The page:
Indeed, when compared to other diseases, SCD has clearly not been a priority for the medical establishment. Cystic fibrosis, which is only a third as prevalent as SCD—yet affects mainly Caucasians—received an average $2807 in annual funding per patient from the National Institutes of Health between 2008 and 2018, compared to $812 per patient for SCD.
According to Dr. Thompson, only 22%-45% of children with SCD receive an annual transcranial Doppler exam—a standard noninvasive, painless ultrasound procedure that uses high-frequency sound waves to measure the rate and direction of blood flow inside vessels.
Furthermore, only 18% of young children with SCD receive at least 300 days of antibiotics per year, and just 16% of eligible children and 10% of adults have hydroxyurea prescription coverage for at least half the year.
“ASH already has a remarkable array of tools we think can be implemented for SCD including cerebrovascular disease, cardiopulmonary and kidney disease, transfusion support, stem cell transplantation, and management of acute and chronic pain,” she said.
“Today we’re more focused on getting more sites in, so we get as clear a picture as we can,” she added. “We have the opportunity to have over half the sickle cell disease patients in the United States in the hub. I’m thrilled what I can already do with 12,000 patients.”
Study: Gene Therapy for SCD Is Cost-Effective
Meanwhile, the race to cure SCD using one-off gene therapy has already begun. Bluebird Bio, one of several pharmaceutical companies with potential treatments in the pipeline, is likely to seek US Food and Drug Administration (FDA) approval for its lovotibeglogene autotemcel (LentiGlobin) gene therapy in early 2023 after several regulatory delays.
In addition, 2021 saw a 32% jump in the number of clinical trials for SCD, despite the COVID-19 pandemic.
“With ASH now focusing on and prioritizing sickle cell disease, we are really excited by the idea that perhaps this disease that’s been historically marginalized is finally getting the attention it needs and deserves,” said hematology professor George Goshua, MD, of the Yale University School of Medicine in New Haven, Connecticut.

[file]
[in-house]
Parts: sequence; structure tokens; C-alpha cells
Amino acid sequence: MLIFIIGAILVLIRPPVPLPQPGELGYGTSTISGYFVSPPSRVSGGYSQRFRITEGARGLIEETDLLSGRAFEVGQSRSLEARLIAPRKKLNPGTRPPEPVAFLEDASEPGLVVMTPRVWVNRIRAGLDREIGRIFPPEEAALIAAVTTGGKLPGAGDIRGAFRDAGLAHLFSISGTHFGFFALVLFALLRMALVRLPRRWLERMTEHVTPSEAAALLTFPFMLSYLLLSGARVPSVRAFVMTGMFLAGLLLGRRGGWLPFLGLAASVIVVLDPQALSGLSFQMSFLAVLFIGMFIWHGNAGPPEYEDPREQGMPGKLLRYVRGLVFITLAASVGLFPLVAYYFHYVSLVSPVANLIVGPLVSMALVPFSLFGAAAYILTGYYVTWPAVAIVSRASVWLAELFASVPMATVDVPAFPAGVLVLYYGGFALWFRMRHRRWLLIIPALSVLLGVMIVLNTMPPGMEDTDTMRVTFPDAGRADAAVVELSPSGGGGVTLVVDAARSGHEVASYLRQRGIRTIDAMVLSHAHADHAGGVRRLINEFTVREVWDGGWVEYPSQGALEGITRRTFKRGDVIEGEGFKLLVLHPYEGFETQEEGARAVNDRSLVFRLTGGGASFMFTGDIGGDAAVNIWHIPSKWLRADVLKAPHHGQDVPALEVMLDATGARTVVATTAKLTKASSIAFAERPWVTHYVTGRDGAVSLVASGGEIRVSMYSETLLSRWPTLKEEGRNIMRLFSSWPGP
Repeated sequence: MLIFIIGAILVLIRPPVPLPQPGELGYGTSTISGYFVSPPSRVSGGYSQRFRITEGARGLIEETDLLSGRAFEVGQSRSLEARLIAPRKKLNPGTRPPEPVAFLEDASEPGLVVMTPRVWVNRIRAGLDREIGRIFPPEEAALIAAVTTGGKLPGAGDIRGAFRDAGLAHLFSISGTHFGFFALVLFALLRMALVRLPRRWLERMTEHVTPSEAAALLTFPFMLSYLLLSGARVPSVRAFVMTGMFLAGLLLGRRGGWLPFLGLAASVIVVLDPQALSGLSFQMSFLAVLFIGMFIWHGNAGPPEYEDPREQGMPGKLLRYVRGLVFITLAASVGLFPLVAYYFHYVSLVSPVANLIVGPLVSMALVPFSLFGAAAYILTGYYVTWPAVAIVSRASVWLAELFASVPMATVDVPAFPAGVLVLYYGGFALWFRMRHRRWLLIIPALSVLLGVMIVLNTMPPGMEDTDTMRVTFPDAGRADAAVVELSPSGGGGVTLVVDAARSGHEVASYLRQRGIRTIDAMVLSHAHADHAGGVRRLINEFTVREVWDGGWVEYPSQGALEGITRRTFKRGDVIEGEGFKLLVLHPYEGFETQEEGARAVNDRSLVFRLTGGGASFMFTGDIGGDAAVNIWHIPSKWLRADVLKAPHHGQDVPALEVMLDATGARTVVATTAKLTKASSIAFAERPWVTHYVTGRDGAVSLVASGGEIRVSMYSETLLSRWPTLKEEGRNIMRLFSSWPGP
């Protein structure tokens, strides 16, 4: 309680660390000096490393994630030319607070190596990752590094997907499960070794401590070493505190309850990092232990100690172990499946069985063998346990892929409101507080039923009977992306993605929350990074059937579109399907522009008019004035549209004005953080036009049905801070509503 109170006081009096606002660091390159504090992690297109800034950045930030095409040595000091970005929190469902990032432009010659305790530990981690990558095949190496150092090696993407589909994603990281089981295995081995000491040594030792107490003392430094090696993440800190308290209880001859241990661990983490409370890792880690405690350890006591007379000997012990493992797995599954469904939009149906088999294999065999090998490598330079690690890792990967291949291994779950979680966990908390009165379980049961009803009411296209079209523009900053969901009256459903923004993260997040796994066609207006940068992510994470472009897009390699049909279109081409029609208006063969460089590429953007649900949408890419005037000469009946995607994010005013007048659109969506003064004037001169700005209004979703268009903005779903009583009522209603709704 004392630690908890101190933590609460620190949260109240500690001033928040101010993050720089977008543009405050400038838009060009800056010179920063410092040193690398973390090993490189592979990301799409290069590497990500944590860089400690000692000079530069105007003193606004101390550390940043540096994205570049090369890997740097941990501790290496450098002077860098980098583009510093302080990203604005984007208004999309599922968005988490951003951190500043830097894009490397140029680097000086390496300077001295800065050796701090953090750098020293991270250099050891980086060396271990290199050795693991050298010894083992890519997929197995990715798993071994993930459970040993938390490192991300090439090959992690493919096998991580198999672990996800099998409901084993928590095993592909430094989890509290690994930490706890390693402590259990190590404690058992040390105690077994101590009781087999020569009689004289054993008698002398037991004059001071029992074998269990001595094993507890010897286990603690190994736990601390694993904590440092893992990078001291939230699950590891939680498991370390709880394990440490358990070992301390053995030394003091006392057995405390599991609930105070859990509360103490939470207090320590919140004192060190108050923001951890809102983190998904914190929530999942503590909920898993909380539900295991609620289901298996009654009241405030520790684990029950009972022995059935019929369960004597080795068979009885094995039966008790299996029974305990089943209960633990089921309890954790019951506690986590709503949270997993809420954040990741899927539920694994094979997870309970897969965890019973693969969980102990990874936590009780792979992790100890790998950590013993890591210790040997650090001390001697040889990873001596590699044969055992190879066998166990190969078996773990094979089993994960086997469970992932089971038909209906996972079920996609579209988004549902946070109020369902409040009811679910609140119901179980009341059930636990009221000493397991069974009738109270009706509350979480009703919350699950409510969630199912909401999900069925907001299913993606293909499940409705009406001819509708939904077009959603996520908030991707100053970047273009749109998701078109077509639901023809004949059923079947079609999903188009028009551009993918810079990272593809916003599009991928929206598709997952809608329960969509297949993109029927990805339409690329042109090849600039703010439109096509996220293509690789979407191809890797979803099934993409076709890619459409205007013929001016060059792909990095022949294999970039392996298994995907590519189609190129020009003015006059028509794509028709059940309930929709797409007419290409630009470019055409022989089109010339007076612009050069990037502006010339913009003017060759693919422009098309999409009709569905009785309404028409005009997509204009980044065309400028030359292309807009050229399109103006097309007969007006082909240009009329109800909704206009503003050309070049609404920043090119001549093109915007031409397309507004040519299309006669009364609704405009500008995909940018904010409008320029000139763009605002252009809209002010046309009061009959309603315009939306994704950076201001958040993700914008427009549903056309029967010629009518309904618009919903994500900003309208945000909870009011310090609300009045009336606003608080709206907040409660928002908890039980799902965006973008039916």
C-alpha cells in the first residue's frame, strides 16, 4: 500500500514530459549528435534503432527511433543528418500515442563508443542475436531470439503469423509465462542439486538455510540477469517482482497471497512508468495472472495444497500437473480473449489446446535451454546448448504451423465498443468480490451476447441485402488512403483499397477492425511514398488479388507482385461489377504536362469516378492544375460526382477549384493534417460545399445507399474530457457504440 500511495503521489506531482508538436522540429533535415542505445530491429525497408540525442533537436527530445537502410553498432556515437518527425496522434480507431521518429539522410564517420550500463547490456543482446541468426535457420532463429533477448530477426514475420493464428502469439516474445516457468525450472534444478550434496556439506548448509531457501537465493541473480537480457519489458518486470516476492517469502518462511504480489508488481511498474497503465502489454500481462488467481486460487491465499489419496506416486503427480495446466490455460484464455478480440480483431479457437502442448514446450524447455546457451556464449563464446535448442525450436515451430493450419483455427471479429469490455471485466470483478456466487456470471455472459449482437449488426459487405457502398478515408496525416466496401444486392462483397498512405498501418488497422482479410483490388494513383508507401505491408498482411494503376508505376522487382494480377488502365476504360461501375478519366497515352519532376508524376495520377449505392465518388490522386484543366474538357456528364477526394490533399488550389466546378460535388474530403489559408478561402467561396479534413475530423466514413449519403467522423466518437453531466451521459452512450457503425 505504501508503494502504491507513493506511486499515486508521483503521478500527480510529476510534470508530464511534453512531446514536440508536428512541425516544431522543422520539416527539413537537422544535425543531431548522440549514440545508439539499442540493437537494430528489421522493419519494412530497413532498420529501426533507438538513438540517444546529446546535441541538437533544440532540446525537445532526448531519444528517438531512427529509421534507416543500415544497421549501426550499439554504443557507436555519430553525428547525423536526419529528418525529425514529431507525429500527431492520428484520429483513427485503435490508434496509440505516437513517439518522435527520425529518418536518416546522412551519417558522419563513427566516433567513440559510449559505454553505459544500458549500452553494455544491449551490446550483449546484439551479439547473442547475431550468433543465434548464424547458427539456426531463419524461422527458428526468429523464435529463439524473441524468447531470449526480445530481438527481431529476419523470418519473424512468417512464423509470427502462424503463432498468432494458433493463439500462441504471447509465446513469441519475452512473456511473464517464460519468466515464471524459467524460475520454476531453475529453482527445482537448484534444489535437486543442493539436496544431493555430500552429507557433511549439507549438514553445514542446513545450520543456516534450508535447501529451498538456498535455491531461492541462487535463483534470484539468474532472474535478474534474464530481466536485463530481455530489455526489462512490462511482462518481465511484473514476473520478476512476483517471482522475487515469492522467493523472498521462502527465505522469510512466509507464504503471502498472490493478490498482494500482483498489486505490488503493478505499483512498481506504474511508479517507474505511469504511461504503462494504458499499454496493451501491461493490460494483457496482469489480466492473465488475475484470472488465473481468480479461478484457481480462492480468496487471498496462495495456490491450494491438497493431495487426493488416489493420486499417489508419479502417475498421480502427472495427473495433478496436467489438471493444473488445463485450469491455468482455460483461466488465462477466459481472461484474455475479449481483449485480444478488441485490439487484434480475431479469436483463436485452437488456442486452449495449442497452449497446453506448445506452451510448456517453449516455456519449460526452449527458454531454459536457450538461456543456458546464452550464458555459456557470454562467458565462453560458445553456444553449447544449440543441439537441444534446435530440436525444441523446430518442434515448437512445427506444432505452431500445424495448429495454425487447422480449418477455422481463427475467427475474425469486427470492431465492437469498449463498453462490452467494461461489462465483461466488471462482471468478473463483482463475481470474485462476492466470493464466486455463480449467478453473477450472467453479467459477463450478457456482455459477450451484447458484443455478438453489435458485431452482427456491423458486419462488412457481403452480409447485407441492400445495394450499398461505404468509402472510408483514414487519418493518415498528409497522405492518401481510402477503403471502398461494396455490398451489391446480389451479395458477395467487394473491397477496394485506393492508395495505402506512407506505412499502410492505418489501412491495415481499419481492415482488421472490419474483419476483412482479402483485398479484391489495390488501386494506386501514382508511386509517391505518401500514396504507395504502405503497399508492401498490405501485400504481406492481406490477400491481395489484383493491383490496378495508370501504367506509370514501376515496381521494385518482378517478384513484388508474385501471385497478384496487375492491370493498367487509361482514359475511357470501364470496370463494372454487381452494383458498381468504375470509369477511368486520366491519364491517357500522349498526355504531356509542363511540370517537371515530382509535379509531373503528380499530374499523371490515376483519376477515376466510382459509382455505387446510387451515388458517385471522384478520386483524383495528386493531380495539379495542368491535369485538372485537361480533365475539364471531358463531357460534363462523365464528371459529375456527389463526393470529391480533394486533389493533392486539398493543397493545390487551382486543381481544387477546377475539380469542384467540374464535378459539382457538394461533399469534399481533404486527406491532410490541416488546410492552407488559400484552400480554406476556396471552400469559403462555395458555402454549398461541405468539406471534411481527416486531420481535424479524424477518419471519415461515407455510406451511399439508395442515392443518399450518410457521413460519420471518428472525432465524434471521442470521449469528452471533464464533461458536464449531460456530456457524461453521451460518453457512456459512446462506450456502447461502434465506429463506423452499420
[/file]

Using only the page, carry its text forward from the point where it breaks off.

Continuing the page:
In an interview, Dr. Goshua estimated that a gene therapy treatment for SCD would cost $2.7 million. That compares to just over $1 million for the current standard-of-care, making it not particularly cost-effective from a purely economic point of view.
But when adjusted for historic income inequality and racism among Black and Hispanic people—which are disproportionally affected by sickle cell disease—gene therapy definitely makes more sense, according to a cost analysis presented by Dr. Goshua at the ASH meeting.
“This is the first study that has mathematically modeled health inequities, in addition to the cost-effectiveness component in sickle cell disease,” he told Rare Disease Advisor. “Our patients with SCD really suffer from a lot of health consequences as they move through their life. Every year is an added risk for heart failure, kidney disease, and high blood pressure.”
Gene therapies already rank among the world’s most expensive medications. These include etranacogene dezaparvovec (Hemgenix) for hemophilia B ($3.5 million), beti-cel (Zynteglo®) for beta thalassemia ($2.8 million); and onasemnogene abeparvovec-xioi (Zolgensma®) for spinal muscular atrophy ($2.1 million).
“We can actually put down a value on how much would be a fair price from an equity standpoint,” Dr. Goshua said. “It depends on whether you’re a man or a woman when you receive gene therapy, but it seems that prices even as high as $3.5 million still are right on the outer edge of equitable solutions. This is assuming gene therapy is 100% effective.”